Couple of years ago I had to quickly help a friend with reviving his ailing Windows machine. Every hour counted, we decided to buy the required discrete graphic card in the nearby mall's store catering to computer gamers.  Unfortunately we hit it during really busy time, the checkout line was over 1 hour. During that time I learned that many average teenage boys have good handle on the politics of various 3D graphics APIs (e.g. Microsoft DirectX vs. OpenGL) and various quirks of how they affect games releases, prices, platform availability, etc. They were quite "street smart" despite shopping in the typical mall under watchful eyes of their parents.

Edit: Since your background is in high performance memory based database systems, here's the idea: open a new thread about replacing mempool with a general memory-based database. Stick to the technical benefits. And then watch the comments flow about how not using a sensible database for mempool is crucial about maintaining the security of Bitcoin. Maybe that will open your eyes to what is really going on here.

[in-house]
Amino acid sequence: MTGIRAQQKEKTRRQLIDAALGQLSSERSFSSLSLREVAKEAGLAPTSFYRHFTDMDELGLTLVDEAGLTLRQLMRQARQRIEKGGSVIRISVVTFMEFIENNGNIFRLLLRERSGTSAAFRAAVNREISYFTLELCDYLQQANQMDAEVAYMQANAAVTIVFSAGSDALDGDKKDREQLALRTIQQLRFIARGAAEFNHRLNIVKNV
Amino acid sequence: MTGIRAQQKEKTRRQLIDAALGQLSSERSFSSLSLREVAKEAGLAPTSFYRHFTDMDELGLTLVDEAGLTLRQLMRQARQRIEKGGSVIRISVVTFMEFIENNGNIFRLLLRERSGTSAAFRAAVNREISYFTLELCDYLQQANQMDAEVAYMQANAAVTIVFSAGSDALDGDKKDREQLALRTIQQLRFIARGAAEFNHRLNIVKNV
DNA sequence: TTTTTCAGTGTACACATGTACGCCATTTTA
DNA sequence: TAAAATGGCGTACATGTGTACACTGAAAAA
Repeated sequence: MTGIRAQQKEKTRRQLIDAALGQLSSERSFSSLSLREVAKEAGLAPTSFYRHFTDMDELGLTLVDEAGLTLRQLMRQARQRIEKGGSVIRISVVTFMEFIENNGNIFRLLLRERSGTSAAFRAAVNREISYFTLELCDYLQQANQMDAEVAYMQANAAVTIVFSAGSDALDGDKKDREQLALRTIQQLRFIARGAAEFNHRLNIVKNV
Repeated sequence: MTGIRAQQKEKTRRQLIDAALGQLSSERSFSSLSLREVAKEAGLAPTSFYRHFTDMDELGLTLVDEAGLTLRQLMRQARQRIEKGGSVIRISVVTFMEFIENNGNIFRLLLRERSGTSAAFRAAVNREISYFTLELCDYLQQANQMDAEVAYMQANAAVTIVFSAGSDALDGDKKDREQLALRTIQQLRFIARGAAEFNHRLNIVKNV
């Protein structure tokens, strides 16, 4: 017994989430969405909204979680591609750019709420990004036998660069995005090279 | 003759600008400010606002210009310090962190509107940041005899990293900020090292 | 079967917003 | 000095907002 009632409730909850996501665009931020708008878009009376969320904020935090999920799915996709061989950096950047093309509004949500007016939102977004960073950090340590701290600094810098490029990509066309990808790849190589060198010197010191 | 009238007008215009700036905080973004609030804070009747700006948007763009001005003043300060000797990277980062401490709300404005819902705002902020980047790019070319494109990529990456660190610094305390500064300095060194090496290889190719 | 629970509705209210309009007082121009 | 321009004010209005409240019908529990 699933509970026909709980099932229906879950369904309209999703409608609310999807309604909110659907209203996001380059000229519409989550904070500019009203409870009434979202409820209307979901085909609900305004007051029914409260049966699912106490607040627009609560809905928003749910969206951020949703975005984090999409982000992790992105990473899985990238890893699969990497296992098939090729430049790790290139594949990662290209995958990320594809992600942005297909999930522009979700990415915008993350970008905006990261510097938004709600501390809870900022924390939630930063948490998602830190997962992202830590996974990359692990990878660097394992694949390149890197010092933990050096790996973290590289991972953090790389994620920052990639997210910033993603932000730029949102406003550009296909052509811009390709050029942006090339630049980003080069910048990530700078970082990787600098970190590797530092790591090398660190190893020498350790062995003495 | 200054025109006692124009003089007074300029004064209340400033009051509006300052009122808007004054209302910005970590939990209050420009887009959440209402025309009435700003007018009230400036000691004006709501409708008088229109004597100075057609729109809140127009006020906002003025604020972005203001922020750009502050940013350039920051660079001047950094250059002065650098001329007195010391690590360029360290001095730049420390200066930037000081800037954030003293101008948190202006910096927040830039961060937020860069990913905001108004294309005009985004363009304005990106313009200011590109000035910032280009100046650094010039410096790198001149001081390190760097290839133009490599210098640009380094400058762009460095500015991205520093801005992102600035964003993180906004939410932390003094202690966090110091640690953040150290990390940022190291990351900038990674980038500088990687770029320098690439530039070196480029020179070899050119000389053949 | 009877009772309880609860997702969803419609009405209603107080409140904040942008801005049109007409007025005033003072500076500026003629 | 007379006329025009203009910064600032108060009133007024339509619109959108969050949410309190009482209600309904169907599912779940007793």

20  Bitcoin / Project Development / Re: Indexing technology used on BTC/altcoins on: January 30, 2016, 09:42:30 PM
Man, you seem rather nave. The non-use of serious database technology and deep enmeshing of educational-toy database engine (LevelDB) into the Core client source code are the key ways maintaining control of the project within the small core team.

It is kind of article of faith and a way of keeping the anarchist spirit of the project: if you want to use a serious DBMS you are a corporatist shill and a bankster bent on taking control of the project from the people!

Also, don't even think of abstracting the storage layers used by Bitcoin Core! Look at what happened to etotheipi and his company when he decided to switch.

Edit: The Core Team has actually achieved the holy grail of billing-by-the-hour software consultants: they included their own fork of LevelDB into the Core and maintain it separately from the Google's one.

Another issue is during a computer crash, bitcoin core frequently requires a full database reindex. This is bad now, and will become an absolute unmanageable nightmare as the blockchain grows.